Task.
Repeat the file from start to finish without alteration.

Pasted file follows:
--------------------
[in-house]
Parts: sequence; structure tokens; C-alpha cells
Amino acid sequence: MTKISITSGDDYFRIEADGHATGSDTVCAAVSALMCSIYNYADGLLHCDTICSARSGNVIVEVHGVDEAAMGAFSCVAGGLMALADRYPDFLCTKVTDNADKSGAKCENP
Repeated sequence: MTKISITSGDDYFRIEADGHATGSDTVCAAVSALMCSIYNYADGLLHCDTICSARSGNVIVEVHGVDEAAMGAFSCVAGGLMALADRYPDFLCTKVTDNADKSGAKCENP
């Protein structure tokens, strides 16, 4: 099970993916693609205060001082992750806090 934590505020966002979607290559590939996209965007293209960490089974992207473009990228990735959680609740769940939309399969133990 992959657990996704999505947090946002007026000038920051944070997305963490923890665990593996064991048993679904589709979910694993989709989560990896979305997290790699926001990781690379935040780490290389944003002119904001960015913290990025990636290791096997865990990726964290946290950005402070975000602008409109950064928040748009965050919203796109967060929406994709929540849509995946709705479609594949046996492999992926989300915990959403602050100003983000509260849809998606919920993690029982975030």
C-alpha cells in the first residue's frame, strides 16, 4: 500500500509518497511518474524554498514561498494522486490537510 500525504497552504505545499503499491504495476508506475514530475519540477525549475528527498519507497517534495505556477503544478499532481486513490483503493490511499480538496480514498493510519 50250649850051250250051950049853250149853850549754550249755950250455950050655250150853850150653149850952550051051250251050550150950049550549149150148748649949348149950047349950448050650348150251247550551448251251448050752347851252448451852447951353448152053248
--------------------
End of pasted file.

[in-house]
Parts: sequence; structure tokens; C-alpha cells
Amino acid sequence: MTKISITSGDDYFRIEADGHATGSDTVCAAVSALMCSIYNYADGLLHCDTICSARSGNVIVEVHGVDEAAMGAFSCVAGGLMALADRYPDFLCTKVTDNADKSGAKCENP
Repeated sequence: MTKISITSGDDYFRIEADGHATGSDTVCAAVSALMCSIYNYADGLLHCDTICSARSGNVIVEVHGVDEAAMGAFSCVAGGLMALADRYPDFLCTKVTDNADKSGAKCENP
């Protein structure tokens, strides 16, 4: 099970993916693609205060001082992750806090 934590505020966002979607290559590939996209965007293209960490089974992207473009990228990735959680609740769940939309399969133990 992959657990996704999505947090946002007026000038920051944070997305963490923890665990593996064991048993679904589709979910694993989709989560990896979305997290790699926001990781690379935040780490290389944003002119904001960015913290990025990636290791096997865990990726964290946290950005402070975000602008409109950064928040748009965050919203796109967060929406994709929540849509995946709705479609594949046996492999992926989300915990959403602050100003983000509260849809998606919920993690029982975030």
C-alpha cells in the first residue's frame, strides 16, 4: 500500500509518497511518474524554498514561498494522486490537510 500525504497552504505545499503499491504495476508506475514530475519540477525549475528527498519507497517534495505556477503544478499532481486513490483503493490511499480538496480514498493510519 50250649850051250250051950049853250149853850549754550249755950250455950050655250150853850150653149850952550051051250251050550150950049550549149150148748649949348149950047349950448050650348150251247550551448251251448050752347851252448451852447951353448152053248